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Setting up a NIDS

Hands-On Lab

 

Photo of Michael Christian

Michael Christian

Course Development Director in Content

Length

01:30:00

Difficulty

Advanced

In this hands-on lab, you will set up Snort as an NIDS and have it alert, via a log, any traffic (bi-directional) to Server2. Likewise, it should also alert on any incoming web requests (port 80). Developing an understanding of a NIDS is fundamental to becoming familiar with the role they play in the network as it pertains to security.

What are Hands-On Labs?

Hands-On Labs are scenario-based learning environments where learners can practice without consequences. Don't compromise a system or waste money on expensive downloads. Practice real-world skills without the real-world risk, no assembly required.

Setting up a NIDS

Introduction

In this hands-on lab, you will set up Snort as an NIDS and have it alert, via a log, any traffic (bi-directional) to Server2. Likewise, it should also alert on any incoming web requests (port 80).

Developing an understanding of a NIDS is fundamental to becoming familiar with the role they play in the network as it pertains to security.

Solution

  1. Begin by logging in to the lab server using the credentials provided on the hands-on lab page:

    ssh cloud_user@PUBLIC_IP_ADDRESS
  2. Become the root user:

    sudo su -

Install Snort on Server1

  1. You'll need to install EPEL to be able to install the dependency libdnet:

    yum install -y epel-release
    yum install libdnet
  2. Now you can install Snort DAQ (data acquisition) by pulling the RPM direct from snort.org:

    yum install https://www.snort.org/downloads/archive/snort/daq-2.0.6-1.f21.x86_64.rpm
  3. Then install Snort itself in a similar manner:

    yum install https://www.snort.org/downloads/archive/snort/snort-2.9.9.0-1.centos7.x86_64.rpm
  4. Finally, create the following symlink:

    ln -s /usr/lib64/libdnet.so.1.0.1 /usr/lib64/libdnet.1

Configure Snort

  1. Modify the SO_RULE_PATH and PREPROC_RULE_PATH in /etc/snort/snort.conf, then comment out the variables WHITE_LIST_PATH and BLACK_LIST_PATH as follows:

    vim /etc/snort/snort.conf
    # Path to your rules files (this can be a relative path)
    # Note for Windows users:  You are advised to make this an absolute path,
    # such as:  c:snortrules
    var RULE_PATH  /etc/snort/rules
    var SO_RULE_PATH /etc/snort/so_rules
    var PREPROC_RULE_PATH /etc/snort/preproc_rules
    
    # If you are using reputation preprocessor set these
    # Currently there is a bug with relative paths, they are relative to where snort is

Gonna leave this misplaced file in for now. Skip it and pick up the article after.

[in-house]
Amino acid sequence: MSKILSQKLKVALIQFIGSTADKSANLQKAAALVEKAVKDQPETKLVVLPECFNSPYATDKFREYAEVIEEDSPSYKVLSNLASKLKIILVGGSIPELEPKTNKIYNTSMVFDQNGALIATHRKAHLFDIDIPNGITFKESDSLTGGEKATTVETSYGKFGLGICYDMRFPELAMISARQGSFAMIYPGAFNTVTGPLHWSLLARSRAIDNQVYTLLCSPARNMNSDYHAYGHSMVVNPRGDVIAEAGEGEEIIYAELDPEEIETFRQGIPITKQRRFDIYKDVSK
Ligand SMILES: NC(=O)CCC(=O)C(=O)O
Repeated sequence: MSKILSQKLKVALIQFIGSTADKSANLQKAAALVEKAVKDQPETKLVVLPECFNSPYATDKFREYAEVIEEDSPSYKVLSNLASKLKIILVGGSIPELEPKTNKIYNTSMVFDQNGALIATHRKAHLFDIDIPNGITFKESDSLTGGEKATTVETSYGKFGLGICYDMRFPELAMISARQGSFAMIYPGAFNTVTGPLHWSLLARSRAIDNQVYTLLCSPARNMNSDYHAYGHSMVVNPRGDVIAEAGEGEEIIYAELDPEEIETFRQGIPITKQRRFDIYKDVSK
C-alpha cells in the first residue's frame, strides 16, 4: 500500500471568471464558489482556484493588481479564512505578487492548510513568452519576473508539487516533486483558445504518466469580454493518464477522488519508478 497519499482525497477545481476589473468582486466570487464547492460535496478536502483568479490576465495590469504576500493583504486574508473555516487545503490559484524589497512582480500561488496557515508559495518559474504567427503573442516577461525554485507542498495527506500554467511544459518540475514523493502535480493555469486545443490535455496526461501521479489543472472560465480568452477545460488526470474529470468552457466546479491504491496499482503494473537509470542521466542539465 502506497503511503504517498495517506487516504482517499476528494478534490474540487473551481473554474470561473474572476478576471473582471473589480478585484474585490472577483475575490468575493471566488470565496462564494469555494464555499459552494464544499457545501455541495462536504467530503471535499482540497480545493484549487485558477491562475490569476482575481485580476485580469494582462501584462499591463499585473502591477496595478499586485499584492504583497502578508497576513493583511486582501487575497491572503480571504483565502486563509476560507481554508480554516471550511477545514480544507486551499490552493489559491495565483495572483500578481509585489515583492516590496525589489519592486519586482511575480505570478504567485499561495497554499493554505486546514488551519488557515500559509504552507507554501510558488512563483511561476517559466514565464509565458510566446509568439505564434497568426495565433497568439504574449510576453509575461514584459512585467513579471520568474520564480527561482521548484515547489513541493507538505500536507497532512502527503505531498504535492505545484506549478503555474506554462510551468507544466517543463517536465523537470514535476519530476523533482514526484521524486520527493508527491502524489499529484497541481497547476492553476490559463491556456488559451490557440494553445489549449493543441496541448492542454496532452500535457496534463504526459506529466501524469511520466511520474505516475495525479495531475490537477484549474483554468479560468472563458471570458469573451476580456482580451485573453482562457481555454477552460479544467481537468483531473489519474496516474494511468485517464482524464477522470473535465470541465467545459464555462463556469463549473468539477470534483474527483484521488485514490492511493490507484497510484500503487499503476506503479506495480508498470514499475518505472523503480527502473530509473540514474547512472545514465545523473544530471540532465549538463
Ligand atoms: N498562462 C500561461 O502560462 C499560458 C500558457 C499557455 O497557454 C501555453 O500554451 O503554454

# not relative to snort.conf like the above variables
    # This is completely inconsistent with how other vars work, BUG 89986
    # Set the absolute path appropriately
    #var WHITE_LIST_PATH /etc/snort/rules
    #var BLACK_LIST_PATH /etc/snort/rules
  2. Move down to Step #6 in the configuration file. Just above that, comment out the Reputation Preprocessor lines as follows:

    #preprocessor reputation: 
    #   memcap 500, 
    #   priority whitelist, 
    #   nested_ip inner, 
    #   whitelist $WHITE_LIST_PATH/white_list.rules, 
    #   blacklist $BLACK_LIST_PATH/black_list.rules
  3. A few lines beneath that, uncomment unified logging:

    # Additional configuration for specific types of installs
    # output alert_unified2: filename snort.alert, limit 128, nostamp
    output log_unified2: filename snort.log, limit 128, nostamp
  4. Finally, move down to Step #7 and either comment out or delete all of the includes under Step #7. Add include $RULE_PATH/local.rules. Step #7 in the config file should look like this:

    ###################################################
    # Step #7: Customize your rule set
    # For more information, see Snort Manual, Writing Snort Rules
    #
    # NOTE: All categories are enabled in this conf file
    ###################################################
    
    # site specific rules
    include $RULE_PATH/local.rules
  5. Create the local.rules file:

    touch /etc/snort/rules/local.rules
  6. Fix the Dynamic Rules path (not created by RPM):

    mkdir -p /usr/local/lib/snort_dynamicrules
    chown -R snort:snort /usr/local/lib/snort_dynamicrules 
    chmod -R 700 /usr/local/lib/snort_dynamicrules
  7. Validate the configuration:

    snort -T -c /etc/snort/snort.conf

Create local rules

  1. Now we can create the local rules we need by modifying the /etc/snort/rules/local/rules file:

    vim /etc/snort/rules/local.rules
  2. Add the following entries:

    alert tcp 10.0.4.10 any  <> $HOME_NET any (msg:"BAD ACTOR CONNECTION"; sid:10000001; rev:001;)
    alert tcp any any -> $HOME_NET 80 (msg:"Incoming web request"; sid:10000002; rev:001;)
  3. Validate the configuration:

    snort -T -c /etc/snort/snort.conf
  4. Start the service:

    systemctl start snortd
  5. Test the first rule:

    curl 10.0.4.10
  6. Test the second rule from Client1 (10.0.2.11):

    curl 10.0.1.10
  7. Look in the snort alert logs on Server1:

    cat /var/log/snort/alert

Conclusion

Congratulations — you've completed this hands-on lab!